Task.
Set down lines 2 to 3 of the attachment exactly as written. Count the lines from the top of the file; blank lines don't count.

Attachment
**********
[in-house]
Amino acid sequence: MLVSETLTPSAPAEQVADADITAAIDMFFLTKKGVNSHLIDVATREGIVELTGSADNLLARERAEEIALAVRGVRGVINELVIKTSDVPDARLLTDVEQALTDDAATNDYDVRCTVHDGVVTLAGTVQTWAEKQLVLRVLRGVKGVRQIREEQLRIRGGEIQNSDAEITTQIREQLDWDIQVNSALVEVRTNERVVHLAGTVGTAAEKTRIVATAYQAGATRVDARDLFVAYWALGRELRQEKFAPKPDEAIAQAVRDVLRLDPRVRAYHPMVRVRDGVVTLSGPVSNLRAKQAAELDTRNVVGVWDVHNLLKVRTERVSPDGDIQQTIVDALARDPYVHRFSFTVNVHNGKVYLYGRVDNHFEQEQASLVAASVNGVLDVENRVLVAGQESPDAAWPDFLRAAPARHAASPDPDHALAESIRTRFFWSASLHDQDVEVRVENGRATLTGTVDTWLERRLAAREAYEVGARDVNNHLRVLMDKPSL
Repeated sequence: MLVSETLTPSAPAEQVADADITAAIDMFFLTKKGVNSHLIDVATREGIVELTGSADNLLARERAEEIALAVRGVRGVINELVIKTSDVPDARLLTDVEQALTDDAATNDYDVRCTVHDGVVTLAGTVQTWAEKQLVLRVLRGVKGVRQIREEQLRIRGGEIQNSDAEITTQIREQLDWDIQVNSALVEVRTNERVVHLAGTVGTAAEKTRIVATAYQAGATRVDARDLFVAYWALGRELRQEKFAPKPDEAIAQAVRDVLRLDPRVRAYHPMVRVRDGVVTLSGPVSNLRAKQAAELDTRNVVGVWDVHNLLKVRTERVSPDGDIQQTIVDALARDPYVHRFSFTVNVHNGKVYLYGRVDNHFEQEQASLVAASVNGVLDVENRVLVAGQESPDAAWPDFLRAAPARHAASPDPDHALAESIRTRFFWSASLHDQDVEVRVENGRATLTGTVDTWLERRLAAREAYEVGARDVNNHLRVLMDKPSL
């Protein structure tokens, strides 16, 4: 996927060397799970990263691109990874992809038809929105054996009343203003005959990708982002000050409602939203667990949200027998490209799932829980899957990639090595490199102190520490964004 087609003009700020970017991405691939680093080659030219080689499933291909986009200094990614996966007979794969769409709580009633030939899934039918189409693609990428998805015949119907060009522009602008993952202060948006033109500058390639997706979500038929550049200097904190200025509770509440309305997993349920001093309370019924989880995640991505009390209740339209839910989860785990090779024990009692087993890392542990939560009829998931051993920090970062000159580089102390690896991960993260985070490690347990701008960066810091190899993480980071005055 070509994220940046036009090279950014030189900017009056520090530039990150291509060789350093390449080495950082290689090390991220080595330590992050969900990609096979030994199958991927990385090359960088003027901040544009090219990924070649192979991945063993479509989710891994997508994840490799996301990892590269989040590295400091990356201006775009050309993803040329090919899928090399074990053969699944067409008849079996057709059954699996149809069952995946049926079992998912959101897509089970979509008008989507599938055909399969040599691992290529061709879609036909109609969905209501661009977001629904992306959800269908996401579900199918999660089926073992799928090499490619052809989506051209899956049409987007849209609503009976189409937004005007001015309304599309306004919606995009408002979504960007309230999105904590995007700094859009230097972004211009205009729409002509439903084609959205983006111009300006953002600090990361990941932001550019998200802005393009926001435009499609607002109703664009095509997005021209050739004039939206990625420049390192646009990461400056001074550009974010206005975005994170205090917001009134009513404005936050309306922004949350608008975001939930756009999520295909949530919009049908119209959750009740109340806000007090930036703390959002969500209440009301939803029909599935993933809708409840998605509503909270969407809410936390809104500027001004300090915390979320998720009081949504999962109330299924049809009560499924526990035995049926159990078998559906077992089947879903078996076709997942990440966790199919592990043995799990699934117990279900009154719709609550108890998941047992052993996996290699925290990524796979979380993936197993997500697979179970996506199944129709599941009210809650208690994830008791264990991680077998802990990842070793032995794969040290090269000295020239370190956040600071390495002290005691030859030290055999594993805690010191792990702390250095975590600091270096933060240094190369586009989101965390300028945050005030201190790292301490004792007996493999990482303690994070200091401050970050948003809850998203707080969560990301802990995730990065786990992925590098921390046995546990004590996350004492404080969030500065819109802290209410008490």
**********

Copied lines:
Amino acid sequence: MLVSETLTPSAPAEQVADADITAAIDMFFLTKKGVNSHLIDVATREGIVELTGSADNLLARERAEEIALAVRGVRGVINELVIKTSDVPDARLLTDVEQALTDDAATNDYDVRCTVHDGVVTLAGTVQTWAEKQLVLRVLRGVKGVRQIREEQLRIRGGEIQNSDAEITTQIREQLDWDIQVNSALVEVRTNERVVHLAGTVGTAAEKTRIVATAYQAGATRVDARDLFVAYWALGRELRQEKFAPKPDEAIAQAVRDVLRLDPRVRAYHPMVRVRDGVVTLSGPVSNLRAKQAAELDTRNVVGVWDVHNLLKVRTERVSPDGDIQQTIVDALARDPYVHRFSFTVNVHNGKVYLYGRVDNHFEQEQASLVAASVNGVLDVENRVLVAGQESPDAAWPDFLRAAPARHAASPDPDHALAESIRTRFFWSASLHDQDVEVRVENGRATLTGTVDTWLERRLAAREAYEVGARDVNNHLRVLMDKPSL
Repeated sequence: MLVSETLTPSAPAEQVADADITAAIDMFFLTKKGVNSHLIDVATREGIVELTGSADNLLARERAEEIALAVRGVRGVINELVIKTSDVPDARLLTDVEQALTDDAATNDYDVRCTVHDGVVTLAGTVQTWAEKQLVLRVLRGVKGVRQIREEQLRIRGGEIQNSDAEITTQIREQLDWDIQVNSALVEVRTNERVVHLAGTVGTAAEKTRIVATAYQAGATRVDARDLFVAYWALGRELRQEKFAPKPDEAIAQAVRDVLRLDPRVRAYHPMVRVRDGVVTLSGPVSNLRAKQAAELDTRNVVGVWDVHNLLKVRTERVSPDGDIQQTIVDALARDPYVHRFSFTVNVHNGKVYLYGRVDNHFEQEQASLVAASVNGVLDVENRVLVAGQESPDAAWPDFLRAAPARHAASPDPDHALAESIRTRFFWSASLHDQDVEVRVENGRATLTGTVDTWLERRLAAREAYEVGARDVNNHLRVLMDKPSL